Last full day in London. Day trip to the country cancelled. No pleasant country stroll around Cliveden or lovely boat trip on the ever so posh Henley-on-Thames. It will be a theatre day, and why not. As it should be for two theatre junkies on holiday in the West End. A two show theatre blow out to end our stay in our perfectly charming flat over looking Seven Dials (and the Matilda marquee) in Covent Garden, London.
First stop is the TKTS booth in Leicester Square to snag some tickets to see Peter Morgan’s The Audience. I never did get a chance to see it in NYC with the delicious Helen Mirren. I must admit I wasn’t all that interested. I mean, I think she’s an amazing actor but the play didn’t excite me all that much and I felt that I saw Mirren play the Queen already once, wonderfully I may add, but it felt a bit redundant. Here was an opportunity to see this play, which I think will play even better in London, AND this time with the even more delicious Kristin Scott Thomas. That sounded too wonderful to miss. And even though I think I was wrong about the Broadway remounting, I was so right about the West End production.
Kristin Scott Thomas was magnificent in the role of Queen Elizabeth II. The Audience, directly spectacularly by Stephen Daldry, is a fascinating play, not so much in plot but in structure and historically interesting moments. These fly-on-the-wall experiences are captivating, at least for this Canadian, and being in a crowd of Brits, made the viewing much more layered. The audience’s reactions to gestures and facial expressions of the various Prime Ministers, although lost on Antonio and I, told us that there was more going on then the obvious, and made it all more thrilling. It’s a beautifully crafted piece of theatre, letting us in on very private moments of the monarchy and of England itself. And Thomas gave us a layered intimate connection with a very private person who’s also a very public figure, gracefully, and with such attention to detail and subtlety. She granted us the impossible feeling that we were witnessing what it must be like reigning as the Queen of England, and what she must be like as a person, and not a monarch. We ultimately know we are being played, but we want to believe, and so we do.
For the last show of our London theatrical tour, we chose a small revival over at the wonderful Trafalgar Studios, one of my favorite spaces. I remember seeing a wonderfully emotional revival of Bent there many moons ago, and so I was looking forward to seeing, what is considered, the first AIDS play, As Is. Andrew Keates directs this revival of William Hoffman’s 1985 play about the AIDS crisis in New York City. This play rocked the NYC theatrical world when it premiered, nominated for a Pulitzer Prize and a Tony Award and also, that production, which my theater companion saw, won both the Drama Desk and the Obie Award that year. It was quickly followed by The Normal Heart and then, years later, Angels in America kept the conversation going and growing.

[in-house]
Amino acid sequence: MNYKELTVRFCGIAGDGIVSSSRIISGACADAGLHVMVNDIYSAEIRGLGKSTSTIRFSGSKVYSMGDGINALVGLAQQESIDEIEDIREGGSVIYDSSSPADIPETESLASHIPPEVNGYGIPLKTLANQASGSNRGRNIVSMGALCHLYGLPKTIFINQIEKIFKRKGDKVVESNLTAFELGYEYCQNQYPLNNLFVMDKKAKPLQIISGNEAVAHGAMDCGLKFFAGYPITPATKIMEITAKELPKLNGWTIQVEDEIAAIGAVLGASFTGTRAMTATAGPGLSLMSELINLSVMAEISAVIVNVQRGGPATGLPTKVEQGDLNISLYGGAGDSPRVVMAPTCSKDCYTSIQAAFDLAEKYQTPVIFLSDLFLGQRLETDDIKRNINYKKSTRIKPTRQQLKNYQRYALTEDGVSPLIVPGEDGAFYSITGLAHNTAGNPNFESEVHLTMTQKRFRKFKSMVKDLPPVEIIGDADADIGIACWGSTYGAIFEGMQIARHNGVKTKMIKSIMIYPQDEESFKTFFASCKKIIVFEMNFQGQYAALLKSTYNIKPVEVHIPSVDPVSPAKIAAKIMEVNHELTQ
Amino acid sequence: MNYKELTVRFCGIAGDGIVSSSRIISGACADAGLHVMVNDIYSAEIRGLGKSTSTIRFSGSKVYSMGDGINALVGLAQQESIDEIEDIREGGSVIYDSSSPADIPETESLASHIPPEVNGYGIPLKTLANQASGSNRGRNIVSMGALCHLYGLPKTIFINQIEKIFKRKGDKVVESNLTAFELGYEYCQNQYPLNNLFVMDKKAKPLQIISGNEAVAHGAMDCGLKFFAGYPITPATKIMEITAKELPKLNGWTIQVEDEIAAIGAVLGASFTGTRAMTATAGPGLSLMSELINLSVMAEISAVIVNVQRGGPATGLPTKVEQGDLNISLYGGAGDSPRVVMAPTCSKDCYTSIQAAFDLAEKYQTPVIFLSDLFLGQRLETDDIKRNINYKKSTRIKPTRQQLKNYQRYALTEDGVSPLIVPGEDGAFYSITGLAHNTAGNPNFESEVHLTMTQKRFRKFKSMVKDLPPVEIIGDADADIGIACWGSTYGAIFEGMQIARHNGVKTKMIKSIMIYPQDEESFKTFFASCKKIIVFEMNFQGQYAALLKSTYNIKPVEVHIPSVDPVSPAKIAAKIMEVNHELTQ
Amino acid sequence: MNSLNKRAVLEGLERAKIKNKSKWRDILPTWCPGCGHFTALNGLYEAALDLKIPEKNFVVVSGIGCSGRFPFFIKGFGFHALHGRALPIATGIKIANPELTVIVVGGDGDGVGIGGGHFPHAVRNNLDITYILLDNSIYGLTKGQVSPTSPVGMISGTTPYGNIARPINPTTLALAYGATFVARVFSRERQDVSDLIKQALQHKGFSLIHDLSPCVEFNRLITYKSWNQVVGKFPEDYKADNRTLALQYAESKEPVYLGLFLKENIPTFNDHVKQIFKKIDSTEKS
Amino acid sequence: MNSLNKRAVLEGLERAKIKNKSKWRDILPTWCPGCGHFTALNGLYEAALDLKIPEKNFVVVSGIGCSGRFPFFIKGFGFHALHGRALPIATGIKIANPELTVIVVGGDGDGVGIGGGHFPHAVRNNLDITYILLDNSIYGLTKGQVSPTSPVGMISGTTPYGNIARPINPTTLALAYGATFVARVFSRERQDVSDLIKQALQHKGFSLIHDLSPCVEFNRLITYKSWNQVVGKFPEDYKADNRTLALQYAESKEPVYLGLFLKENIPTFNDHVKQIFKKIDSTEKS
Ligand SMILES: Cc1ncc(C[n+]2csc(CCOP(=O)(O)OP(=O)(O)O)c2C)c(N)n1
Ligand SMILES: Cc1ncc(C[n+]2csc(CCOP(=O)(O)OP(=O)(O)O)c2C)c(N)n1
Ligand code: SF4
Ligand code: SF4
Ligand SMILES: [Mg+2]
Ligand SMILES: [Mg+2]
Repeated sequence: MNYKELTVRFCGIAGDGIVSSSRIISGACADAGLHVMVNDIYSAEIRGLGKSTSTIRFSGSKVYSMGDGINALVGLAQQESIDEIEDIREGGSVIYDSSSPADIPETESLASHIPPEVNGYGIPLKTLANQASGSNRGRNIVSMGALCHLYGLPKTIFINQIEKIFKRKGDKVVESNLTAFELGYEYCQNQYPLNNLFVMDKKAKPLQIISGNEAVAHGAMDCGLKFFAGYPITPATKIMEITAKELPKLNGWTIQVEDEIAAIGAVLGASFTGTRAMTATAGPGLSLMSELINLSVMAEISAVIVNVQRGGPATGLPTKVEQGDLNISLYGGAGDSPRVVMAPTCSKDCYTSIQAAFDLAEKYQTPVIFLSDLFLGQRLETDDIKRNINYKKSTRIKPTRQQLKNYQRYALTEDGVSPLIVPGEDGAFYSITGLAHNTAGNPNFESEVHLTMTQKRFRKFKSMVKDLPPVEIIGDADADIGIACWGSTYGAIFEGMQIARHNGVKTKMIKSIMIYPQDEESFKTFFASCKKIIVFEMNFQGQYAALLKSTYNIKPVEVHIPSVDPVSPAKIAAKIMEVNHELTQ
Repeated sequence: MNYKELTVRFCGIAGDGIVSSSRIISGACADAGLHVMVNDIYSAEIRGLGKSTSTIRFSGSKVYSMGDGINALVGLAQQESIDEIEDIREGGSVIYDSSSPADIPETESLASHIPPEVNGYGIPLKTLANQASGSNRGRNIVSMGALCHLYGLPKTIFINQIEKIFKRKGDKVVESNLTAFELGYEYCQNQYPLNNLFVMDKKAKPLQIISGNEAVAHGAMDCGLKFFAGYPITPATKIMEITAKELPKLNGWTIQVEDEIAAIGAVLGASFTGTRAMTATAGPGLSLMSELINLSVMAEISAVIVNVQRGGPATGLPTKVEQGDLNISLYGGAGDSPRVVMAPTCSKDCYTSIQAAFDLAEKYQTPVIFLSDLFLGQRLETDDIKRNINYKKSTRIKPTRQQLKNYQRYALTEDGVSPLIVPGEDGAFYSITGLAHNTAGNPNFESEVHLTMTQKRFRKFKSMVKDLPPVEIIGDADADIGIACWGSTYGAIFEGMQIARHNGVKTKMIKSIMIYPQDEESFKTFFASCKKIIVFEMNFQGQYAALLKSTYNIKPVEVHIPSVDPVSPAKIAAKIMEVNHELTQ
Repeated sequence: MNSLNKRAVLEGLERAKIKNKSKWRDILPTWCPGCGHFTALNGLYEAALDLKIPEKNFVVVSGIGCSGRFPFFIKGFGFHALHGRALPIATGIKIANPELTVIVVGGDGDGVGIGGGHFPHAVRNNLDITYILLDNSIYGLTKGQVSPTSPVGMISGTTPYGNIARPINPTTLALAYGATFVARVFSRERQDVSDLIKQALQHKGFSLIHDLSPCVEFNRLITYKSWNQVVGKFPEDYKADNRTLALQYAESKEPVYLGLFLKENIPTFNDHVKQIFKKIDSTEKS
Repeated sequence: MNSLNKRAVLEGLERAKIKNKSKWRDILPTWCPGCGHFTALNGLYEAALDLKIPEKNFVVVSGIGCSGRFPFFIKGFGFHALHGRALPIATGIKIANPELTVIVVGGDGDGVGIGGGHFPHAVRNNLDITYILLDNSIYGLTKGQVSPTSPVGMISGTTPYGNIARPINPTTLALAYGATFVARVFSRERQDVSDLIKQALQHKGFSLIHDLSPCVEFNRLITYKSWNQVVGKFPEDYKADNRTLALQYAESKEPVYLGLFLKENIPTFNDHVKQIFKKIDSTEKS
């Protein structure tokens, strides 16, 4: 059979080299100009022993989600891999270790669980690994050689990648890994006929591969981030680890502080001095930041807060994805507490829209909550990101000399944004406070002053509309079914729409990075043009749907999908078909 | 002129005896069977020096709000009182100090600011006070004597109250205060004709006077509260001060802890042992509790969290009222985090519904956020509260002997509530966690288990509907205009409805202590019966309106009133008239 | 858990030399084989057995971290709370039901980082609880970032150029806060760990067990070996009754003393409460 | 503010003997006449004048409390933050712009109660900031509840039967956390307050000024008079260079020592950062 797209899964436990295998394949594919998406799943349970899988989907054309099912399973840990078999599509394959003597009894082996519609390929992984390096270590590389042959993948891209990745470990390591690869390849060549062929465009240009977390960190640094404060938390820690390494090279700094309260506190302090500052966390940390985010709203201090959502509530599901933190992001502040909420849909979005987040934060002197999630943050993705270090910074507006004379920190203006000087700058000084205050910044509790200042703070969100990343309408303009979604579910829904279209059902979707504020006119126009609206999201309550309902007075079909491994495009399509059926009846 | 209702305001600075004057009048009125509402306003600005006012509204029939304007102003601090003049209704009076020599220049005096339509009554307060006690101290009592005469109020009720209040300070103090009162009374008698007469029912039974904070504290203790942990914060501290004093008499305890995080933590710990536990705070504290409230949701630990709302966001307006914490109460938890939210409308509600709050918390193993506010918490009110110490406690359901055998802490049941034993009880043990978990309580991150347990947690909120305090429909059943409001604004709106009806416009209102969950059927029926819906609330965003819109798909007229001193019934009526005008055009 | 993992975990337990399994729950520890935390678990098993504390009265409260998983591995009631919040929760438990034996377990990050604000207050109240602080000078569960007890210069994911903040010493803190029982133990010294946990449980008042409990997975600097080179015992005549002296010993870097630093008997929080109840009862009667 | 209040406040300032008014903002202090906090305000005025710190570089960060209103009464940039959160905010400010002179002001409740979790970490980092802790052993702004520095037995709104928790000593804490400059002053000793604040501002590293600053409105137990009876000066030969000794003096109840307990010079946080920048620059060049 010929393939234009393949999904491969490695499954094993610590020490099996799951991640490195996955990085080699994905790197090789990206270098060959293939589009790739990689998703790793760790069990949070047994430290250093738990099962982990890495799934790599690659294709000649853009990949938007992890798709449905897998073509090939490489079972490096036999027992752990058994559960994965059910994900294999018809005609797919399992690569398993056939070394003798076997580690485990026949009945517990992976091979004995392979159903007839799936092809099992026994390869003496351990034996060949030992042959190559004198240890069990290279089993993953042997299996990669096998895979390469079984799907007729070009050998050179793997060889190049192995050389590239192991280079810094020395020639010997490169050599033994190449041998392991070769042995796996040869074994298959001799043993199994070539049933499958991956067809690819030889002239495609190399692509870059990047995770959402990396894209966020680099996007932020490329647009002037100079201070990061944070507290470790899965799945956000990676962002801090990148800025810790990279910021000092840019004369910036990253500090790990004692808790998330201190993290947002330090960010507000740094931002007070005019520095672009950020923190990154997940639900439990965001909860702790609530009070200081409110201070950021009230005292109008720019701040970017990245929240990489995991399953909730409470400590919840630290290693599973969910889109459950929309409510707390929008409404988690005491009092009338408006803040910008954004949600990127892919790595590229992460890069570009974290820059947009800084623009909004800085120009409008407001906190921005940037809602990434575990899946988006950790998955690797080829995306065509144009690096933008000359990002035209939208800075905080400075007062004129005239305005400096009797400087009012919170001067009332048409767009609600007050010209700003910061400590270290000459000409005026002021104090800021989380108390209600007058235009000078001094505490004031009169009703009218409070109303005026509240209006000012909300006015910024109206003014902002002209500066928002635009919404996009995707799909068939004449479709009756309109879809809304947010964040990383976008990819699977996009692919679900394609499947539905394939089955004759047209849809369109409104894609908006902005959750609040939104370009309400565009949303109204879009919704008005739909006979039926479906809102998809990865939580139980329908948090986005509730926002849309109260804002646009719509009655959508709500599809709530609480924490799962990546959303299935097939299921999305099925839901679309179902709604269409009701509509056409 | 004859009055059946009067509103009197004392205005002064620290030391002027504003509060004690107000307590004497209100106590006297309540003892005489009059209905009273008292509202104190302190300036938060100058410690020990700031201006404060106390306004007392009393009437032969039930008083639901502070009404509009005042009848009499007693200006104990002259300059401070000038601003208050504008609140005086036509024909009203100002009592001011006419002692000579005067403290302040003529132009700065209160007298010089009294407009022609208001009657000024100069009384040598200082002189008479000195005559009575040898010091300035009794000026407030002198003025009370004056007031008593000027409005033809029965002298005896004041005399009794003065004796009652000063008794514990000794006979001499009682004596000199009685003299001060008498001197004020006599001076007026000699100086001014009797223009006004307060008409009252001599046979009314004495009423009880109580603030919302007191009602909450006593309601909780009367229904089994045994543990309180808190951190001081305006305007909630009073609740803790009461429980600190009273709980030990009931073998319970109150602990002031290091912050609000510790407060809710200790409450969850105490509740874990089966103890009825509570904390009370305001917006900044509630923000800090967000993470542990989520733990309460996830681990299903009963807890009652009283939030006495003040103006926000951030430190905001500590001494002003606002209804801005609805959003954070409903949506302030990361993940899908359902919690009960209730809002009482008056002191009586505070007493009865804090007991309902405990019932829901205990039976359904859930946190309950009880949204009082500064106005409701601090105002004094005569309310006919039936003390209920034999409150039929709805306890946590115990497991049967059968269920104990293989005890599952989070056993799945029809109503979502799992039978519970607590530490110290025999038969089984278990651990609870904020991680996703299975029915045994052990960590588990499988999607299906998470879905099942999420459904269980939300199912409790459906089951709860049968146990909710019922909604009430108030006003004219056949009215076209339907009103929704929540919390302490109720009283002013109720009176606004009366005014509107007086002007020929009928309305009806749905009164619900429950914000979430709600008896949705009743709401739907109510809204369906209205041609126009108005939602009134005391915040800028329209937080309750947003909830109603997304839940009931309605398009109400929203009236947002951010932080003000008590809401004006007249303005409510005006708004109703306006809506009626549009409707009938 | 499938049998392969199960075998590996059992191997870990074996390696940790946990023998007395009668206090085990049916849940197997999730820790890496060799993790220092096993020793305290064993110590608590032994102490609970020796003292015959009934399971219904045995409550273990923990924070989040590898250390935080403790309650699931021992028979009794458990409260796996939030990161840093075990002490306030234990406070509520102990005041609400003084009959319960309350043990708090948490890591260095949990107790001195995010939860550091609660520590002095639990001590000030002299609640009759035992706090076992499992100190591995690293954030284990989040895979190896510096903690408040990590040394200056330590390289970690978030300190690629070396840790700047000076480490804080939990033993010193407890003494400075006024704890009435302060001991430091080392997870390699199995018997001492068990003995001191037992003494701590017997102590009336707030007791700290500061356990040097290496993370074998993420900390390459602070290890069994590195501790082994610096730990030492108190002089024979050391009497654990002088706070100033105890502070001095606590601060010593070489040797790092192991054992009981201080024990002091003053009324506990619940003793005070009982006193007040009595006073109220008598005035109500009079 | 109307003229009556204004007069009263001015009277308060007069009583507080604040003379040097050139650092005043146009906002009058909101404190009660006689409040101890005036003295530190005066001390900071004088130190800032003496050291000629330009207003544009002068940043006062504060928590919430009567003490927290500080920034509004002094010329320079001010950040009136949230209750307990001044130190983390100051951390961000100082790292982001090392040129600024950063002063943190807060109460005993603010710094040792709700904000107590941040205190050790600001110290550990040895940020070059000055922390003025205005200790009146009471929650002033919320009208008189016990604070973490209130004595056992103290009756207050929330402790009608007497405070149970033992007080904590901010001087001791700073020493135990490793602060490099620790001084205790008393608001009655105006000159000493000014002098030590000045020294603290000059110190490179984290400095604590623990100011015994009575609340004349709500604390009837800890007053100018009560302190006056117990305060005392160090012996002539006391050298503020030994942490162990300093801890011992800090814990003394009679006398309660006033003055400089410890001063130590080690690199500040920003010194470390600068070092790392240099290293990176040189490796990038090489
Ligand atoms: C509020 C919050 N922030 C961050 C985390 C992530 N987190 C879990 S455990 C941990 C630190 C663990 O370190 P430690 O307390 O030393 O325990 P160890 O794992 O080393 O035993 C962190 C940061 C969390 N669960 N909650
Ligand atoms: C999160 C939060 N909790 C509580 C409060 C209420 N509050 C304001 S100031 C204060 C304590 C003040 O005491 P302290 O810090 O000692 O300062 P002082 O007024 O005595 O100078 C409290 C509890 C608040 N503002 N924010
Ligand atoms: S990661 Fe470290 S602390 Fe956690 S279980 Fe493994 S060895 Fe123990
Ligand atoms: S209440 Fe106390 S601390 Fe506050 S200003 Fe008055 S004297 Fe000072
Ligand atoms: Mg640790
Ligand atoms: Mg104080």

Steven Webb stars as the devilishly charming Rich, who announces, as he prepares to leave his loving long-term boyfriend, Saul (David Poynor) for the young Chet (Giles Cooper), that he has AIDS and in essence, at that time in history, he is also announcing his death sentence. From the first moment, Steven Webb had me on his side. I must admit, I didn’t really believe in the performances; that they were gay Americans living in NYC in the 1980’s. They all seemed too young, didn’t seem to look or sound the part, and I didn’t believe who they were telling me they were, but regardless, emotionally, I was there with them. This had the largest amount of suspension of my own disbelief experienced in a play in a time, but for some reason, I just wanted to, for Rich’s sake. Not for the others, but only for his. Maybe I just really wanted to feel this play, and I wasn’t going to let those pesky actors get in the way.
So it must have been my desire to end my four night London theatrical tour with a heart felt play. Even though David Poynor’s Saul didn’t quite ring true for me, and even though Giles Cooper’s Chet seemed slightly dull and not worthy of anyone leaving anyone for, I still wanted to join with Rich and ride with him on this journey. This play is not so much about AIDS as it is about fear and ignorance, and about overcoming intolerance and misunderstanding to embrace the ones we love. The brother, played lovingly by Dino Fetscher, gave us that, in a beautifully touching scene in the hospital. It is one of the most fully realized scenes in this slightly messy and miscast play, that I ended up liking As Is, maybe not as much as I wanted to, but enough to end my week on a fine note.
So thank you London, as always, for making some great theatre, and for giving me some lovely memories and some fantastic moments to take home with me. (Although I didn’t buy any of those pricey programs. I mean, come on London, really?)
I’m glad to be home, back seeing Broadway, off-Broadway, and those lovely free playbills.